It is very important to prevent phosphate from accumulating in a reef tank since high levels will stress out corals and invertebrates and feed the growth of unwanted algae. Corals suffer because high phosphate levels inhibit calcification but some phosphate is required for growth so stripping out all phosphate is also not good. Given this fact, I like to keep a “slightly dirty” tank and strive to maintain phosphates within the .03 to .07 ppm range. The same is true for nitrates. I keep them low (~ 2.5 ppm) since high levels can potentially be detrimental to coral growth.
Methods For Controlling Phosphates
There are several ways to control and remove phosphate in a reef tank. A protein skimmer is one tool for removal so it is important to have one that is reliable. Regular water changes is another means for exporting phosphates. I like to change out 10% of my tank water every week. A third method is to set up a refugium, algae reactor or algae turf scrubber and grow macroalgae, a natural method for reducing phosphates.
Number four on the list is use of certain calcium and alkalinity supplements such as kalkwasser. These supplements not only help to maintain calcium and alkalinity in a reef tank but they also elevate the pH. A higher pH may help to bind phosphate to the live rock and substrate and prevent it from leaching into the water column.
Using bio pellets is yet another method of removal that promotes the growth of beneficial bacteria that will feed on both nitrates and phosphates. Bio pellets do have the power to strip too many nutrients out of the water, a downside for sure. Dosing bacteria such as Brightwell’s MicroBacter 7 or CLEAN can also lower both phosphates and nitrates.
Finally, phosphates can be removed by using a reactor with a phosphate binding media such as Granular Ferric Oxide (GFO). Reactors are typically fed by a pump in the sump and circulate water through the media in the reactor. A valve is used to regulate the flow rate through the reactor to optimize phosphate removal. A downside with this method is that some media can release impurities into the water. GFO can also bind and remove valuable trace elements.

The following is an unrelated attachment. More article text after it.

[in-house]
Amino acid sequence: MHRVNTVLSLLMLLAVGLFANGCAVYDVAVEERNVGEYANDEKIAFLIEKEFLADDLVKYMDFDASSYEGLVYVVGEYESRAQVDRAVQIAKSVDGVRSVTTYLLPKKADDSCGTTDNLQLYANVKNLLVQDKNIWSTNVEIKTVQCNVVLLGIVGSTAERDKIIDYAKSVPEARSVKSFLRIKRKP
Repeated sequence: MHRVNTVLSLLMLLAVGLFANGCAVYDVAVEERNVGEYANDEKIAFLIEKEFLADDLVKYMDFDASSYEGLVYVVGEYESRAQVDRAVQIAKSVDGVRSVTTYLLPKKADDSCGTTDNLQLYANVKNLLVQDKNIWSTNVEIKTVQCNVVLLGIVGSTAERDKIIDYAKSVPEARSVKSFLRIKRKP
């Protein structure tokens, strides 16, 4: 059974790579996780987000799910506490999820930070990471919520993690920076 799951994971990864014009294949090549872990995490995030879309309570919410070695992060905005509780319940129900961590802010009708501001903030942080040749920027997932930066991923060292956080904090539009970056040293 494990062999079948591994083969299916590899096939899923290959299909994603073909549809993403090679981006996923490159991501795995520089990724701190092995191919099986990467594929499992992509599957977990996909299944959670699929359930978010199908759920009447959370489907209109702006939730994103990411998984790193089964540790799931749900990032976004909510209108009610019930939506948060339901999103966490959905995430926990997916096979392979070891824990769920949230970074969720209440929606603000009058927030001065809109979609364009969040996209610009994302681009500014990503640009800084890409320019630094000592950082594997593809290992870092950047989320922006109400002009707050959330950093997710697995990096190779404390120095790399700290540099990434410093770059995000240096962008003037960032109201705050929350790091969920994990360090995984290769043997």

You do have to be careful when using a phosphate binding media in an established tank with elevated phosphate levels since sudden removal can shock corals. It is always wise to start off with a small amount of media and gradually increase it over time.
Avoid Adding Phosphates
Removal of phosphate is important but a reef keeper should be careful about inadvertently introducing phosphate to a system. You don’t want to add fuel to the fire. Tap water is a good source of phosphate so it is best to use a RO/DI unit to remove it and other impurities in the water. You also need to be careful about phosphate leaching out of certain types of sand and rock. One downside with dry rock versus live rock is the possibility it might leach phosphates.
Overall, phosphate is very important to reef keeping. Problems will pop up if there is too much or none so it is best to stay on top of it to find that happy balance.
If you would like some help with a new tank build, including help designing a custom aquarium, or help re-configuring your current setup then you can visit this page for more information. And if you are looking to add some equipment, I do sell GHL, Pax Bellum, Reef Octopus Calcium and Kalk Reactors and Royal Exclusiv products, including Dreamboxes, which is the equipment I use and recommend. I also sell Reef Brite metal halide and LED fixtures as well as Maxspect & IceCap Gyres.
As for additional insights and information, please explore my many other reef tank and SPS related articles as well as my YouTube channel. For an even deeper dive into reef tank care you can check out my Reef Keeping Master Class. This online course is an immersive and one of a kind educational tool designed to help reef aquarium hobbyists build and maintain a beautiful SPS reef tank. The course is a series of video presentations with some supplemental video from my YouTube channel. There are also quizzes to help students retain and understand the information presented in the course.
Need some frags…..I can help with that as well 🙂 Please visit my SPS Frag store to see what is available.